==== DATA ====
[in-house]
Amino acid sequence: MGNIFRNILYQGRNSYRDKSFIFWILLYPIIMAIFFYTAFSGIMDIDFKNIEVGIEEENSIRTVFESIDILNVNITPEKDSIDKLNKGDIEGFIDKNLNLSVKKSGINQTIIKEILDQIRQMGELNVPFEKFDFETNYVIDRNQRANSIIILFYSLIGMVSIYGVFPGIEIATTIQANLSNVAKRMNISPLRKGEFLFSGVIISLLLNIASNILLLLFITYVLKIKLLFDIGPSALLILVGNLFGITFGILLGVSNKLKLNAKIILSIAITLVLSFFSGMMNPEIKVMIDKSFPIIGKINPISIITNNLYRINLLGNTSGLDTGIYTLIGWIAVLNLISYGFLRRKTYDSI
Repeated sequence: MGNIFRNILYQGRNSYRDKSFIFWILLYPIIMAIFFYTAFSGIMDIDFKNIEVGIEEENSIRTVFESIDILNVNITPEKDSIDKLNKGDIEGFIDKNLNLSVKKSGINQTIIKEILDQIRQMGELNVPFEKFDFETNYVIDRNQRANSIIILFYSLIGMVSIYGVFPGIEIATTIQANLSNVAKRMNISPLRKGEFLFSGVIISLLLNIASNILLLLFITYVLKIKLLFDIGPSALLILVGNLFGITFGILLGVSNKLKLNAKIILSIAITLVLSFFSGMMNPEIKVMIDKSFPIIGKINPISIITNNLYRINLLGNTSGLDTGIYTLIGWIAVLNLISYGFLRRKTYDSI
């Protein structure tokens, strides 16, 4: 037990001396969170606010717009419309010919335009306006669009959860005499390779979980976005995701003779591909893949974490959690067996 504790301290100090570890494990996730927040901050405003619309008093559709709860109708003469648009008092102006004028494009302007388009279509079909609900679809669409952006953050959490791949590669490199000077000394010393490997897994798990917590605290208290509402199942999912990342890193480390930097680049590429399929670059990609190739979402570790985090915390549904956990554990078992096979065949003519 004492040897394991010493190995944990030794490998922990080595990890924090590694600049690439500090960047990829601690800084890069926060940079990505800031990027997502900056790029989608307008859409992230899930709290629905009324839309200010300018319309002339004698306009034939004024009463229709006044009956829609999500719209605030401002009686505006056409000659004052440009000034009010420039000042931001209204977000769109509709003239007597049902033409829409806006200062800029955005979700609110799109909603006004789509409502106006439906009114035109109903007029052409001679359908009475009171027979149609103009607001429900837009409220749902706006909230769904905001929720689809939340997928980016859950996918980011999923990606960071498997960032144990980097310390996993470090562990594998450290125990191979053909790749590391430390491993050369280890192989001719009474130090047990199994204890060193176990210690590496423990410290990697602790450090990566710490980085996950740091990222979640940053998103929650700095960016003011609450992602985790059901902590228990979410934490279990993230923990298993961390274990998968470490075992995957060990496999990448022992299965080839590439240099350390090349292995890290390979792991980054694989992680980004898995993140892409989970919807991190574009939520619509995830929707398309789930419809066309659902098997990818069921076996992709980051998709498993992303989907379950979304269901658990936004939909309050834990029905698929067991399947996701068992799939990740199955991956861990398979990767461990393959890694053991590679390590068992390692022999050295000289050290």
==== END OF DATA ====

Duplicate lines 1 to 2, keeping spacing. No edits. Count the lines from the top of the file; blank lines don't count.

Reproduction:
[in-house]
Amino acid sequence: MGNIFRNILYQGRNSYRDKSFIFWILLYPIIMAIFFYTAFSGIMDIDFKNIEVGIEEENSIRTVFESIDILNVNITPEKDSIDKLNKGDIEGFIDKNLNLSVKKSGINQTIIKEILDQIRQMGELNVPFEKFDFETNYVIDRNQRANSIIILFYSLIGMVSIYGVFPGIEIATTIQANLSNVAKRMNISPLRKGEFLFSGVIISLLLNIASNILLLLFITYVLKIKLLFDIGPSALLILVGNLFGITFGILLGVSNKLKLNAKIILSIAITLVLSFFSGMMNPEIKVMIDKSFPIIGKINPISIITNNLYRINLLGNTSGLDTGIYTLIGWIAVLNLISYGFLRRKTYDSI